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WeChat accused of sharing users’ personal data with Chinese authorities [Update: WhatsApp now blocked in China]

Following the news that WeChat is sharing personal info with the Chinese government, WhatsApp has now also been blocked in the nation.

Published onSeptember 26, 2017

Update 26/09: We reported yesterday on news that China's most popular messaging app was sharing personal user information with authorities. This was confirmed in an updated WeChat privacy statement, indicating that the Chinese government was seeking greater access to citizens online habits. Following this, the Facebook-owned WhatsApp app has now been blocked in the nation.

The news was reported by The New York Times (via Android Central), which suggested that China may have developed "specialized software" specifically to disrupt the messages. Videos, images, and file sharing through WhatsApp had already been blocked in the region earlier this year, though text-based messages could still be sent. WhatsApp's end-to-end message encryption is believed to be the main reason behind the ban, which is said to have already caused significant disruptions in the nation.

China is currently preparing for the Communist Party's congress which begins October 18. This is held once every five years to decide who will lead the party. It is expected to reinforce the power of President Xi Jinping — under whom a number of controversial and at times bizarre internet restrictions have been put in place.

WeChat has confirmed that it’s sharing users’ personal info with the Chinese government. The company has updated its privacy statement declaring that it must do so in order to “comply with applicable laws or regulations”, among other things.

Update: WeChat reached out to state that it “recently updated its privacy policy to reflect the enhancement of user privacy and data protection laws in China” and that “this fundamentally pro-privacy update was misinterpreted as an admission that we send all user data to the Chinese government.”

Here’s the full statement:

WeChat and Weixin consider user privacy and data protection not just a regulatory obligation but also a key part of the user experience. Weixin has recently updated its privacy policy to reflect the enhancement of user privacy and data protection laws in China.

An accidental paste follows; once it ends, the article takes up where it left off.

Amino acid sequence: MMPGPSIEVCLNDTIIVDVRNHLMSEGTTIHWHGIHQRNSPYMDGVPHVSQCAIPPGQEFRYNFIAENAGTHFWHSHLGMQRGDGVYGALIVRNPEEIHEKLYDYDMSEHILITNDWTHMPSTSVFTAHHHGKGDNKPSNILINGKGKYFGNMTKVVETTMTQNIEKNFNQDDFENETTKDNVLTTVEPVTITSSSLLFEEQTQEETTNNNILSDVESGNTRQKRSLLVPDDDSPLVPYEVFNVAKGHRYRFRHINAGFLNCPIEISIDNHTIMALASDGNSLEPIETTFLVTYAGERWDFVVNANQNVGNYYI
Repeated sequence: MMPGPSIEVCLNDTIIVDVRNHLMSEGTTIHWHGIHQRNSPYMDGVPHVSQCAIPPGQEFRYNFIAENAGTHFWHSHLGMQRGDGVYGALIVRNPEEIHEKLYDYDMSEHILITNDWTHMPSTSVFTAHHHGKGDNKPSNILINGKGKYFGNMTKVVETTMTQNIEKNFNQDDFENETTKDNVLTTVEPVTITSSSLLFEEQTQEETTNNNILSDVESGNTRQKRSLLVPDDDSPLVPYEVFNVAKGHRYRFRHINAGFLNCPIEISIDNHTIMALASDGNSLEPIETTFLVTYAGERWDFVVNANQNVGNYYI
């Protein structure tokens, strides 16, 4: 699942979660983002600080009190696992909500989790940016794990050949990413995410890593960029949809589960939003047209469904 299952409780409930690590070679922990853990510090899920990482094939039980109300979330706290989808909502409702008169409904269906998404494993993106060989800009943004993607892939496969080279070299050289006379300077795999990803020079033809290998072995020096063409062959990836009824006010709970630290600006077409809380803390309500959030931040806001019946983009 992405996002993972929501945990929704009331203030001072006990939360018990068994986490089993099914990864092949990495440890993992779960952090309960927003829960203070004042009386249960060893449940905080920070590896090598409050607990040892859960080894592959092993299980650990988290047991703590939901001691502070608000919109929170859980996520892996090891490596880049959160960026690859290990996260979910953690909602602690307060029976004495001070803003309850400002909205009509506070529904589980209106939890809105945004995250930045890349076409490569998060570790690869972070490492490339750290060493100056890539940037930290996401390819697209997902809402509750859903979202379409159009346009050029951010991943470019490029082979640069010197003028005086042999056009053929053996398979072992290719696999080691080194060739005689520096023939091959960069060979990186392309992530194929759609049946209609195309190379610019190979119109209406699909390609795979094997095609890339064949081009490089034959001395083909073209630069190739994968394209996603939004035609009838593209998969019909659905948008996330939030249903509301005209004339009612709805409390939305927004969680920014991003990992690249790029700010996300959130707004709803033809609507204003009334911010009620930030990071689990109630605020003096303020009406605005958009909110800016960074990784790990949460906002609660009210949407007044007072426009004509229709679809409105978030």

Unfortunately this fundamentally pro-privacy update was misinterpreted as an admission that we send all user data to the Chinese government. This is not and has never been the case. Our server to user messages are encrypted.  In case of criminal investigations, we will provide certain information to law enforcement agencies when legally compelled to do so, which is in line with international practices.
More generally, we would like to emphasize the following points:
1) Protection of user data is a core value of the Weixin/WeChat team, and the updated privacy policy was part of an effort to improve upon this core value.
2) The updated privacy policy applies to Weixin users who have registered in China.
3) Reflecting different regulatory requirements (e.g., GDPR), a different privacy policy applies to users of WeChat (basically non-China users).  This policy is reviewed and certified by TRUSTe on an ongoing basis.

The data WeChat shares with the authorities includes names, contacts, email addresses, and in some cases even your exact location. Online searches performed while using the app can also be seen by the company.

WeChat tackles Skype with the addition of landline and mobile calling

For those of you who don’t know, WeChat is the most popular messaging app in China with well over 600 million users. It’s an alternative to services like Facebook Messenger and WhatsApp, a lot of which are actually blocked in the country. The Chinese government is doing everything it can to get rid of foreign services in an effort to control online activities and get access to as much sensitive data from local companies as possible.

Of course, WeChat is not exclusive to China, as it is available to anyone who wants to use it. You can download it to your device via the Play Store, which is something we don’t recommend at this point due to privacy concerns. There are plenty of similar apps available including Skype and Google Allo, in addition to those already mentioned in this post.

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